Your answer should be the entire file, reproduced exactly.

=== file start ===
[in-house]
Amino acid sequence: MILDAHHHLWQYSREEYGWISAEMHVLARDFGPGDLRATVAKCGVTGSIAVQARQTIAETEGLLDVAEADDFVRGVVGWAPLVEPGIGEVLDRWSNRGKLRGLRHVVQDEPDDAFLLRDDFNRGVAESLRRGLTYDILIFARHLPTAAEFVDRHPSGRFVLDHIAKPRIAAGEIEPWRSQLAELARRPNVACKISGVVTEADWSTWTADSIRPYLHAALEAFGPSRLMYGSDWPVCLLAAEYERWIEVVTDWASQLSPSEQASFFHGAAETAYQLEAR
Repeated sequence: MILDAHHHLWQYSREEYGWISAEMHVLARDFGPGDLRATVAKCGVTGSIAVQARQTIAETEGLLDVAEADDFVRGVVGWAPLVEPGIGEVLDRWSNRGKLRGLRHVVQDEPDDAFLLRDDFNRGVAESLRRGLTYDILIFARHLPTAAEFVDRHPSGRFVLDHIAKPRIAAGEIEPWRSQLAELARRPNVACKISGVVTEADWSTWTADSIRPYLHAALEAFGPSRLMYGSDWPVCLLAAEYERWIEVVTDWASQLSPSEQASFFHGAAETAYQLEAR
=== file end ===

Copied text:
[in-house]
Amino acid sequence: MILDAHHHLWQYSREEYGWISAEMHVLARDFGPGDLRATVAKCGVTGSIAVQARQTIAETEGLLDVAEADDFVRGVVGWAPLVEPGIGEVLDRWSNRGKLRGLRHVVQDEPDDAFLLRDDFNRGVAESLRRGLTYDILIFARHLPTAAEFVDRHPSGRFVLDHIAKPRIAAGEIEPWRSQLAELARRPNVACKISGVVTEADWSTWTADSIRPYLHAALEAFGPSRLMYGSDWPVCLLAAEYERWIEVVTDWASQLSPSEQASFFHGAAETAYQLEAR
Repeated sequence: MILDAHHHLWQYSREEYGWISAEMHVLARDFGPGDLRATVAKCGVTGSIAVQARQTIAETEGLLDVAEADDFVRGVVGWAPLVEPGIGEVLDRWSNRGKLRGLRHVVQDEPDDAFLLRDDFNRGVAESLRRGLTYDILIFARHLPTAAEFVDRHPSGRFVLDHIAKPRIAAGEIEPWRSQLAELARRPNVACKISGVVTEADWSTWTADSIRPYLHAALEAFGPSRLMYGSDWPVCLLAAEYERWIEVVTDWASQLSPSEQASFFHGAAETAYQLEAR